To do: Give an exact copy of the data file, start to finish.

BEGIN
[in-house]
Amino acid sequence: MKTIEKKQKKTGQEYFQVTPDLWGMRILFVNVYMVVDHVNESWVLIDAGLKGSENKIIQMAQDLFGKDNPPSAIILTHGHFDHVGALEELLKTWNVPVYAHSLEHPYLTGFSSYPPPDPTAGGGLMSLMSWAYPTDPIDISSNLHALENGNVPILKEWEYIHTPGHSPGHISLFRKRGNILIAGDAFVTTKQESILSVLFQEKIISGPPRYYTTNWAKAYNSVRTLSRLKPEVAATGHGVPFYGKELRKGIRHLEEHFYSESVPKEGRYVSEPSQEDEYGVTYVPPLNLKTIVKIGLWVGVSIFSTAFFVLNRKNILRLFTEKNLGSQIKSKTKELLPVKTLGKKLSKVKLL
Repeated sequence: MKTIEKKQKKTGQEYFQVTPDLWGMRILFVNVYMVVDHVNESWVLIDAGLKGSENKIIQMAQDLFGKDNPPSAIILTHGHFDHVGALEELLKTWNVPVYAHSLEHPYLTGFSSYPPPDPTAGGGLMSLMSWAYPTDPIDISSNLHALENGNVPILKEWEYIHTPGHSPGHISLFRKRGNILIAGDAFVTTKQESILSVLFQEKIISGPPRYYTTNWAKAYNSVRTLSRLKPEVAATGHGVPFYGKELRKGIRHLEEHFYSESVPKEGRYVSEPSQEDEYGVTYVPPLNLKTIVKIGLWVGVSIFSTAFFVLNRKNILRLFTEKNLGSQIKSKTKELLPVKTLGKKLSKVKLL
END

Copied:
[in-house]
Amino acid sequence: MKTIEKKQKKTGQEYFQVTPDLWGMRILFVNVYMVVDHVNESWVLIDAGLKGSENKIIQMAQDLFGKDNPPSAIILTHGHFDHVGALEELLKTWNVPVYAHSLEHPYLTGFSSYPPPDPTAGGGLMSLMSWAYPTDPIDISSNLHALENGNVPILKEWEYIHTPGHSPGHISLFRKRGNILIAGDAFVTTKQESILSVLFQEKIISGPPRYYTTNWAKAYNSVRTLSRLKPEVAATGHGVPFYGKELRKGIRHLEEHFYSESVPKEGRYVSEPSQEDEYGVTYVPPLNLKTIVKIGLWVGVSIFSTAFFVLNRKNILRLFTEKNLGSQIKSKTKELLPVKTLGKKLSKVKLL
Repeated sequence: MKTIEKKQKKTGQEYFQVTPDLWGMRILFVNVYMVVDHVNESWVLIDAGLKGSENKIIQMAQDLFGKDNPPSAIILTHGHFDHVGALEELLKTWNVPVYAHSLEHPYLTGFSSYPPPDPTAGGGLMSLMSWAYPTDPIDISSNLHALENGNVPILKEWEYIHTPGHSPGHISLFRKRGNILIAGDAFVTTKQESILSVLFQEKIISGPPRYYTTNWAKAYNSVRTLSRLKPEVAATGHGVPFYGKELRKGIRHLEEHFYSESVPKEGRYVSEPSQEDEYGVTYVPPLNLKTIVKIGLWVGVSIFSTAFFVLNRKNILRLFTEKNLGSQIKSKTKELLPVKTLGKKLSKVKLL